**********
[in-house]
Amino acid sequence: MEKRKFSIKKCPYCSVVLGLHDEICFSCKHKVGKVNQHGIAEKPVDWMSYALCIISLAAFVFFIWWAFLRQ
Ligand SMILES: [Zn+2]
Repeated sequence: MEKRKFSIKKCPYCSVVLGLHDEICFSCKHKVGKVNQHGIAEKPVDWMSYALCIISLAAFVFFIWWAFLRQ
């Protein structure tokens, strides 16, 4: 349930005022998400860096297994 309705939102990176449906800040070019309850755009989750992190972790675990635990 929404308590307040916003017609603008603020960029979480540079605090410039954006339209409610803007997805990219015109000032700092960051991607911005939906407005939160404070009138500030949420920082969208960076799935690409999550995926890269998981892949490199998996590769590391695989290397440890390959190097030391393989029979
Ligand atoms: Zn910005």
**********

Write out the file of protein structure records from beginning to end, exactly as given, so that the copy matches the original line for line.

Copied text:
[in-house]
Amino acid sequence: MEKRKFSIKKCPYCSVVLGLHDEICFSCKHKVGKVNQHGIAEKPVDWMSYALCIISLAAFVFFIWWAFLRQ
Ligand SMILES: [Zn+2]
Repeated sequence: MEKRKFSIKKCPYCSVVLGLHDEICFSCKHKVGKVNQHGIAEKPVDWMSYALCIISLAAFVFFIWWAFLRQ
């Protein structure tokens, strides 16, 4: 349930005022998400860096297994 309705939102990176449906800040070019309850755009989750992190972790675990635990 929404308590307040916003017609603008603020960029979480540079605090410039954006339209409610803007997805990219015109000032700092960051991607911005939906407005939160404070009138500030949420920082969208960076799935690409999550995926890269998981892949490199998996590769590391695989290397440890390959190097030391393989029979
Ligand atoms: Zn910005």